How To Create These Faux Marks?

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Forum topic by bowtiefoster posted 05-13-2015 03:53 PM 840 views 0 times favorited 9 replies Add to Favorites Watch
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5 posts in 1134 days

05-13-2015 03:53 PM

Topic tags/keywords: reclaimed faux finish

I know this piece isn’t real reclaimed wood and the marks are faux – how do they do it? How do they get the marks and the smooth edges? Also – would you say it has a glossy finish? Any help would be greatly appreciated!

9 replies so far

View JoeinGa's profile


7736 posts in 2003 days

#1 posted 05-13-2015 11:06 PM

Chisels, axes, hatchets, screwdrivers, pocket knives, claw hammer, and anything else you can grab to beat the wood with.
And I’m guessing it’s a satin finish.

-- Perform A Random Act Of Kindness Today ... Pay It Forward

View Smitty_Cabinetshop's profile


15348 posts in 2614 days

#2 posted 05-13-2015 11:10 PM

The long ‘creases’ have me flummoxed.

-- Don't anthropomorphize your handplanes. They hate it when you do that. -- OldTools Archive --

View jerryminer's profile


923 posts in 1437 days

#3 posted 05-13-2015 11:15 PM

The long creases have me flummoxed.

- Smitty_Cabinetshop

I use a veining tool—-a type of carving chisel that is V-shaped—-but you can make a scratch with an awl or screwdriver, then widen and deepen with a chisel.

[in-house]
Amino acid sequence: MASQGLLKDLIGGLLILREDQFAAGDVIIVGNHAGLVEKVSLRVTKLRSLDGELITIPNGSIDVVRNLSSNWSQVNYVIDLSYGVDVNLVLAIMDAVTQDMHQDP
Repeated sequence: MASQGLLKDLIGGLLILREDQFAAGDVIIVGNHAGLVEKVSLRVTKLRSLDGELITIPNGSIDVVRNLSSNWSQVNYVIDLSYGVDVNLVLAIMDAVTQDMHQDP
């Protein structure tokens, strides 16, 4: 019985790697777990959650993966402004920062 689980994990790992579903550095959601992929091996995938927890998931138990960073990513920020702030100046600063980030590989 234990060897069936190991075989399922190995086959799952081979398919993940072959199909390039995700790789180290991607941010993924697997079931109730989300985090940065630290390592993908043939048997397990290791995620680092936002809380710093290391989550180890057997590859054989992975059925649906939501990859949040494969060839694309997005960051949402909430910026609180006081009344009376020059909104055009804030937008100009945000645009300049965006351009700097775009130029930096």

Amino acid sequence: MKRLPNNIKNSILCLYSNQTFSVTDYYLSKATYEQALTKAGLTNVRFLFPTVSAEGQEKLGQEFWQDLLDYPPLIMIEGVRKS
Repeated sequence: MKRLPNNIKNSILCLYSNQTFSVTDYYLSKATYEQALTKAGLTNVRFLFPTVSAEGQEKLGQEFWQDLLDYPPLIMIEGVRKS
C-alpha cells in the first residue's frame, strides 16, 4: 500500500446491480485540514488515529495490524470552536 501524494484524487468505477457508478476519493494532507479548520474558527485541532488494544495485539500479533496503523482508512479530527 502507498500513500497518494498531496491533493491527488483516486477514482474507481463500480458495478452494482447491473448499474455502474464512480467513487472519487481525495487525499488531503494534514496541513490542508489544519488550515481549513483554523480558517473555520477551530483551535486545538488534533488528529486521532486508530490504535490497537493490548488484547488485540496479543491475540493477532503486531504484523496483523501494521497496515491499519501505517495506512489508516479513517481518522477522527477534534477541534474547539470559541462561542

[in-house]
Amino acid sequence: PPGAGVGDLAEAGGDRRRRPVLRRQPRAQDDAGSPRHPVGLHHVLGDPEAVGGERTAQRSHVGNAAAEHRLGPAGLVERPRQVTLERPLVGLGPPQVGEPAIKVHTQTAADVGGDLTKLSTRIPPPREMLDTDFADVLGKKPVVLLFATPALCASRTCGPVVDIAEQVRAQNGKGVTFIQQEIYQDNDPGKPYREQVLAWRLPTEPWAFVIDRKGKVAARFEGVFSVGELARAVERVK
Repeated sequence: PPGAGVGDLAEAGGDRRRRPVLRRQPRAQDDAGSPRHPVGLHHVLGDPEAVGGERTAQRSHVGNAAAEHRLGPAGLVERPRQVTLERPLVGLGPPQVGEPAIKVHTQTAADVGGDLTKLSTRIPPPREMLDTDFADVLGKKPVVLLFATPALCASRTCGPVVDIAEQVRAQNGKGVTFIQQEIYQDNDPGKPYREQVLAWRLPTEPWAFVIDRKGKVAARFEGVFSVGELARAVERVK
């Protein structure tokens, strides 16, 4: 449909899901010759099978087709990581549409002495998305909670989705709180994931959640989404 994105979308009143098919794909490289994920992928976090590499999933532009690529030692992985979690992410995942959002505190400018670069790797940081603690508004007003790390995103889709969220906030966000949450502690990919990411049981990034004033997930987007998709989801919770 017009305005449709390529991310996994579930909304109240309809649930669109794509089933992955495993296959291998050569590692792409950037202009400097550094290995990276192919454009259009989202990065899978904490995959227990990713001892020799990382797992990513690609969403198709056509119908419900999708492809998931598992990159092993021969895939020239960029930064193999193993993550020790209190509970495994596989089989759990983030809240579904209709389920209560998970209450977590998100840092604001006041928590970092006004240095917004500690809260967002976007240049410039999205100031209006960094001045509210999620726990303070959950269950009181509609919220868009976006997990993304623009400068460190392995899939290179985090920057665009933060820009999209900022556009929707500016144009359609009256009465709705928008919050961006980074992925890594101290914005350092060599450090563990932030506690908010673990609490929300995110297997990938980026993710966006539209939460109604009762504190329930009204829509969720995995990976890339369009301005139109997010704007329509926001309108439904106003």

-- Jerry, making sawdust professionally since 1976

View dhazelton's profile


2767 posts in 2292 days

#4 posted 05-13-2015 11:19 PM

In art school I did some linoleum prints. You use a vee-shaped cutter and just push it through the material. You could get one for just a couple of bucks at an art supply store. Then use black paint or a marker to fill the groove, then sand to clean up the top surface. Looks like semi-gloss to me. The holes are probably from an ice pick type tool, or a small nail set driven pretty hard with a hammer.

When you pay twelve cents a day you can go nuts with hand work like this.

View Ghidrah's profile


667 posts in 1218 days

#5 posted 05-14-2015 12:18 AM

I saw a crew distressing floors with old bent and rusty nails and heavy chains and lawn rollers

-- I meant to do that!

View felkadelic's profile


218 posts in 2536 days

#6 posted 05-14-2015 12:23 AM

There was a recent episode of This Old House that showed the steps in distressing wallboards. As I recall they roughed up the boards pretty good with a tool that essentially left random imperfections in the wood. Then there was a multi-step finishing process to give an aged, worn look. Pretty interesting to see, even though the end result isn’t appealing to me in the least.

View Ghidrah's profile


667 posts in 1218 days

#7 posted 05-14-2015 01:17 AM

To me that’s like buying pre stressed stone washed pants. I prefer new stiffer and scratchier than hell dungarees that I can wreck on my own.

-- I meant to do that!

View Makarov's profile


102 posts in 1801 days

#8 posted 05-14-2015 01:48 AM

The long creases have me flummoxed.

- Smitty_Cabinetshop

looks to me like they could be made with a hatchet.

-- "Complexity is easy; Simplicity is difficult." Georgy Shragin Designer of ppsh41 sub machine gun

View ElChe's profile


630 posts in 1332 days

#9 posted 05-14-2015 02:00 AM

+1 on veining tool. Or use marking knife to mark out the crease and then use tip of chisel to remove material between the marked lines.

-- Tom - Measure twice cut once. Then measure again. Curse. Fudge.

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